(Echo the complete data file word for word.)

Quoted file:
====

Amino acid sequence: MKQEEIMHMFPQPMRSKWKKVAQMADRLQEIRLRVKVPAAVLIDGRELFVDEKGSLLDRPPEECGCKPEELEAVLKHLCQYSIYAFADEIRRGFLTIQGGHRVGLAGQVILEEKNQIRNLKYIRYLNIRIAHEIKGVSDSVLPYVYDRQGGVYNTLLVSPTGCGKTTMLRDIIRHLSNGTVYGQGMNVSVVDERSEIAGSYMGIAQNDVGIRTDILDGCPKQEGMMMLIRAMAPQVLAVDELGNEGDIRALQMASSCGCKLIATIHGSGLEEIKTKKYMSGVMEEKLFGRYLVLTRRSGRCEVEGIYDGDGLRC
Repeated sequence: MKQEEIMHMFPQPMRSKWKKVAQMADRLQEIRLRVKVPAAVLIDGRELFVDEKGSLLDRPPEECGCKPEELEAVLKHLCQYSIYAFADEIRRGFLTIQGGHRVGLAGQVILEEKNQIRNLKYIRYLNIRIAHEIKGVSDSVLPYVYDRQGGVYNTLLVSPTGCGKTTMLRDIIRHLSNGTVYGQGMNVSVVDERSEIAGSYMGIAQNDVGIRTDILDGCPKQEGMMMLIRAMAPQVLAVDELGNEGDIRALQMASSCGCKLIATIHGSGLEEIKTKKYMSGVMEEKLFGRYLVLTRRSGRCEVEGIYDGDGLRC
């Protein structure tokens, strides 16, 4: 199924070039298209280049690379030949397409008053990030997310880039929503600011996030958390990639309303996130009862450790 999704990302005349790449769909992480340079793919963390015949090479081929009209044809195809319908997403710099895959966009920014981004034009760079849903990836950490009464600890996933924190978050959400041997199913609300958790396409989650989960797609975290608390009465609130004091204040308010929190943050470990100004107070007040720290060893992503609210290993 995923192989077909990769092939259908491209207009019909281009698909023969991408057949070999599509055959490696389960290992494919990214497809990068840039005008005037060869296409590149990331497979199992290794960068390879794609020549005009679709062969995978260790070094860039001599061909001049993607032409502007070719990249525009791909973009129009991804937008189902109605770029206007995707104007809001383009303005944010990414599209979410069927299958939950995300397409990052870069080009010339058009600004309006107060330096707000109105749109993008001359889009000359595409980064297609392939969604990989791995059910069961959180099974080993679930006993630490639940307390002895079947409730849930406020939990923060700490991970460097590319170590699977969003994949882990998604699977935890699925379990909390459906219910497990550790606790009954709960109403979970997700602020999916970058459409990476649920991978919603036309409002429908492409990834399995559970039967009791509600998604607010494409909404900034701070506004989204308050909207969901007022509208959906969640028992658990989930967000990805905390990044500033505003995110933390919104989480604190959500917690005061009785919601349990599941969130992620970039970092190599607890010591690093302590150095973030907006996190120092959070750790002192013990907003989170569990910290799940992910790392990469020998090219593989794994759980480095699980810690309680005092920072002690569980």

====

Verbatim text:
Amino acid sequence: MKQEEIMHMFPQPMRSKWKKVAQMADRLQEIRLRVKVPAAVLIDGRELFVDEKGSLLDRPPEECGCKPEELEAVLKHLCQYSIYAFADEIRRGFLTIQGGHRVGLAGQVILEEKNQIRNLKYIRYLNIRIAHEIKGVSDSVLPYVYDRQGGVYNTLLVSPTGCGKTTMLRDIIRHLSNGTVYGQGMNVSVVDERSEIAGSYMGIAQNDVGIRTDILDGCPKQEGMMMLIRAMAPQVLAVDELGNEGDIRALQMASSCGCKLIATIHGSGLEEIKTKKYMSGVMEEKLFGRYLVLTRRSGRCEVEGIYDGDGLRC
Repeated sequence: MKQEEIMHMFPQPMRSKWKKVAQMADRLQEIRLRVKVPAAVLIDGRELFVDEKGSLLDRPPEECGCKPEELEAVLKHLCQYSIYAFADEIRRGFLTIQGGHRVGLAGQVILEEKNQIRNLKYIRYLNIRIAHEIKGVSDSVLPYVYDRQGGVYNTLLVSPTGCGKTTMLRDIIRHLSNGTVYGQGMNVSVVDERSEIAGSYMGIAQNDVGIRTDILDGCPKQEGMMMLIRAMAPQVLAVDELGNEGDIRALQMASSCGCKLIATIHGSGLEEIKTKKYMSGVMEEKLFGRYLVLTRRSGRCEVEGIYDGDGLRC
């Protein structure tokens, strides 16, 4: 199924070039298209280049690379030949397409008053990030997310880039929503600011996030958390990639309303996130009862450790 999704990302005349790449769909992480340079793919963390015949090479081929009209044809195809319908997403710099895959966009920014981004034009760079849903990836950490009464600890996933924190978050959400041997199913609300958790396409989650989960797609975290608390009465609130004091204040308010929190943050470990100004107070007040720290060893992503609210290993 995923192989077909990769092939259908491209207009019909281009698909023969991408057949070999599509055959490696389960290992494919990214497809990068840039005008005037060869296409590149990331497979199992290794960068390879794609020549005009679709062969995978260790070094860039001599061909001049993607032409502007070719990249525009791909973009129009991804937008189902109605770029206007995707104007809001383009303005944010990414599209979410069927299958939950995300397409990052870069080009010339058009600004309006107060330096707000109105749109993008001359889009000359595409980064297609392939969604990989791995059910069961959180099974080993679930006993630490639940307390002895079947409730849930406020939990923060700490991970460097590319170590699977969003994949882990998604699977935890699925379990909390459906219910497990550790606790009954709960109403979970997700602020999916970058459409990476649920991978919603036309409002429908492409990834399995559970039967009791509600998604607010494409909404900034701070506004989204308050909207969901007022509208959906969640028992658990989930967000990805905390990044500033505003995110933390919104989480604190959500917690005061009785919601349990599941969130992620970039970092190599607890010591690093302590150095973030907006996190120092959070750790002192013990907003989170569990910290799940992910790392990469020998090219593989794994759980480095699980810690309680005092920072002690569980």